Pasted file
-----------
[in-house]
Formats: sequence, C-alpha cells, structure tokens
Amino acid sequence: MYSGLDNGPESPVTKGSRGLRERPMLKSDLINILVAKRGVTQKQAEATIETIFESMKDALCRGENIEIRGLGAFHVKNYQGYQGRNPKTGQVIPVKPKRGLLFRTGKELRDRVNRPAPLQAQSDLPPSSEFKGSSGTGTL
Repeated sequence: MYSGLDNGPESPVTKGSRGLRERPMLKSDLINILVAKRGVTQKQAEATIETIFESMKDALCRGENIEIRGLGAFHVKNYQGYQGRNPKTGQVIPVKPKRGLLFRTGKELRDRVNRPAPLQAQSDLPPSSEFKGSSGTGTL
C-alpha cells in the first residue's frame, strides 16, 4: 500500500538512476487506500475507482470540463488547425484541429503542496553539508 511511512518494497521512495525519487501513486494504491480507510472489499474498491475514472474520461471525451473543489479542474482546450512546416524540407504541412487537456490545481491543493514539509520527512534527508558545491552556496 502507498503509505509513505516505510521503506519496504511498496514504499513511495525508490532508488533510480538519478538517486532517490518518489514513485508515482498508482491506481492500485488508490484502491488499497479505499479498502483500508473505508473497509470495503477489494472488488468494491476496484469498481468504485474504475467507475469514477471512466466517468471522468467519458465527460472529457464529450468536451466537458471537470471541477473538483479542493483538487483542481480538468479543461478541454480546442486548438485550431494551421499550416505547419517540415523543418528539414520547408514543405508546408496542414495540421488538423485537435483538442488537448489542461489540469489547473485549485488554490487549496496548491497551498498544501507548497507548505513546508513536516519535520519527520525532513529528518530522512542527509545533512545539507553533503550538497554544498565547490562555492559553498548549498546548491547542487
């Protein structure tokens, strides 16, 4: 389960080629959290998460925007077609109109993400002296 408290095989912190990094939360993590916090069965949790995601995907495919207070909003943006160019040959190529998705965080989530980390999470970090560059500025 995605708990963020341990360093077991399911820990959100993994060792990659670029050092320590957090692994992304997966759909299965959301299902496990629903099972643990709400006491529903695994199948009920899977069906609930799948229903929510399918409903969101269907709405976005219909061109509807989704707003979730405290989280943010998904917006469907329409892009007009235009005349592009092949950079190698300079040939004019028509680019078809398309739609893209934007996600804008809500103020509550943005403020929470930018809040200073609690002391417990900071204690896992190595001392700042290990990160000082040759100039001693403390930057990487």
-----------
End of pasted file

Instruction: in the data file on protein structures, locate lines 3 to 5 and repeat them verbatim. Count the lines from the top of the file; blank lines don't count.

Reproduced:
Amino acid sequence: MYSGLDNGPESPVTKGSRGLRERPMLKSDLINILVAKRGVTQKQAEATIETIFESMKDALCRGENIEIRGLGAFHVKNYQGYQGRNPKTGQVIPVKPKRGLLFRTGKELRDRVNRPAPLQAQSDLPPSSEFKGSSGTGTL
Repeated sequence: MYSGLDNGPESPVTKGSRGLRERPMLKSDLINILVAKRGVTQKQAEATIETIFESMKDALCRGENIEIRGLGAFHVKNYQGYQGRNPKTGQVIPVKPKRGLLFRTGKELRDRVNRPAPLQAQSDLPPSSEFKGSSGTGTL
C-alpha cells in the first residue's frame, strides 16, 4: 500500500538512476487506500475507482470540463488547425484541429503542496553539508 511511512518494497521512495525519487501513486494504491480507510472489499474498491475514472474520461471525451473543489479542474482546450512546416524540407504541412487537456490545481491543493514539509520527512534527508558545491552556496 502507498503509505509513505516505510521503506519496504511498496514504499513511495525508490532508488533510480538519478538517486532517490518518489514513485508515482498508482491506481492500485488508490484502491488499497479505499479498502483500508473505508473497509470495503477489494472488488468494491476496484469498481468504485474504475467507475469514477471512466466517468471522468467519458465527460472529457464529450468536451466537458471537470471541477473538483479542493483538487483542481480538468479543461478541454480546442486548438485550431494551421499550416505547419517540415523543418528539414520547408514543405508546408496542414495540421488538423485537435483538442488537448489542461489540469489547473485549485488554490487549496496548491497551498498544501507548497507548505513546508513536516519535520519527520525532513529528518530522512542527509545533512545539507553533503550538497554544498565547490562555492559553498548549498546548491547542487